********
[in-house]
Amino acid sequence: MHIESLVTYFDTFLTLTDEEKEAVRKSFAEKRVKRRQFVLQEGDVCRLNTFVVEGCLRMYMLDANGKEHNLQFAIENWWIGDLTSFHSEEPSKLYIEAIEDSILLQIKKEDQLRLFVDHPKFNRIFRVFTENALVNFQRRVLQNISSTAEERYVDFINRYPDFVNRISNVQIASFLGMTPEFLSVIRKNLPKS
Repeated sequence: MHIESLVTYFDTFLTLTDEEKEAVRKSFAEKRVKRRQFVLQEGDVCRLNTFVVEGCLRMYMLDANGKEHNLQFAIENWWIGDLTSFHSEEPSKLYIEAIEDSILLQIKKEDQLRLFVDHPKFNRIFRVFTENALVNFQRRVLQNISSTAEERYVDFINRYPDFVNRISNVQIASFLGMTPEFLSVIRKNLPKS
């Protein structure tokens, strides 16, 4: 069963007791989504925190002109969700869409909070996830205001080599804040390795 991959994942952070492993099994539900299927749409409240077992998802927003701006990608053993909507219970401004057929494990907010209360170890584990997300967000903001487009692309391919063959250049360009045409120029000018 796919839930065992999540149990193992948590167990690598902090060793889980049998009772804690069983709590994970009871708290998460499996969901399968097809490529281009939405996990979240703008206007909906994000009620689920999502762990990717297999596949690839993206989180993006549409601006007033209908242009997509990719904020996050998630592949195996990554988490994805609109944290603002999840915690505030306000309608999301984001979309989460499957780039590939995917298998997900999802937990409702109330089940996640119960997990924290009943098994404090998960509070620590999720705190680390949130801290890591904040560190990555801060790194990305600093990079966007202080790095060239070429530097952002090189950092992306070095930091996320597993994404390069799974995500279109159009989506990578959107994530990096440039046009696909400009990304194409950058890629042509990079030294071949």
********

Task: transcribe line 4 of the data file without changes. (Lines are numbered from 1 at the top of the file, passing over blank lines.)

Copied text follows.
């Protein structure tokens, strides 16, 4: 069963007791989504925190002109969700869409909070996830205001080599804040390795 991959994942952070492993099994539900299927749409409240077992998802927003701006990608053993909507219970401004057929494990907010209360170890584990997300967000903001487009692309391919063959250049360009045409120029000018 796919839930065992999540149990193992948590167990690598902090060793889980049998009772804690069983709590994970009871708290998460499996969901399968097809490529281009939405996990979240703008206007909906994000009620689920999502762990990717297999596949690839993206989180993006549409601006007033209908242009997509990719904020996050998630592949195996990554988490994805609109944290603002999840915690505030306000309608999301984001979309989460499957780039590939995917298998997900999802937990409702109330089940996640119960997990924290009943098994404090998960509070620590999720705190680390949130801290890591904040560190990555801060790194990305600093990079966007202080790095060239070429530097952002090189950092992306070095930091996320597993994404390069799974995500279109159009989506990578959107994530990096440039046009696909400009990304194409950058890629042509990079030294071949």